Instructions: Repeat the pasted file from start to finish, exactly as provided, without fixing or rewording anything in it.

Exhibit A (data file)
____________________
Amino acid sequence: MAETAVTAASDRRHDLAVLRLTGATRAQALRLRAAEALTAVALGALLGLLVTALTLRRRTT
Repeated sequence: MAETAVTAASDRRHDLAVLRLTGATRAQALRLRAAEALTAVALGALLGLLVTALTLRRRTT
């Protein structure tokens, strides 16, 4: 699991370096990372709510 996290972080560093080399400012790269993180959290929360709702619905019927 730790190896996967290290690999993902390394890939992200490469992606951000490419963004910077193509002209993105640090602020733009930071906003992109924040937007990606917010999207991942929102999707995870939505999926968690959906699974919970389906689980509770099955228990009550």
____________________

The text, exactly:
Amino acid sequence: MAETAVTAASDRRHDLAVLRLTGATRAQALRLRAAEALTAVALGALLGLLVTALTLRRRTT
Repeated sequence: MAETAVTAASDRRHDLAVLRLTGATRAQALRLRAAEALTAVALGALLGLLVTALTLRRRTT
């Protein structure tokens, strides 16, 4: 699991370096990372709510 996290972080560093080399400012790269993180959290929360709702619905019927 730790190896996967290290690999993902390394890939992200490469992606951000490419963004910077193509002209993105640090602020733009930071906003992109924040937007990606917010999207991942929102999707995870939505999926968690959906699974919970389906689980509770099955228990009550």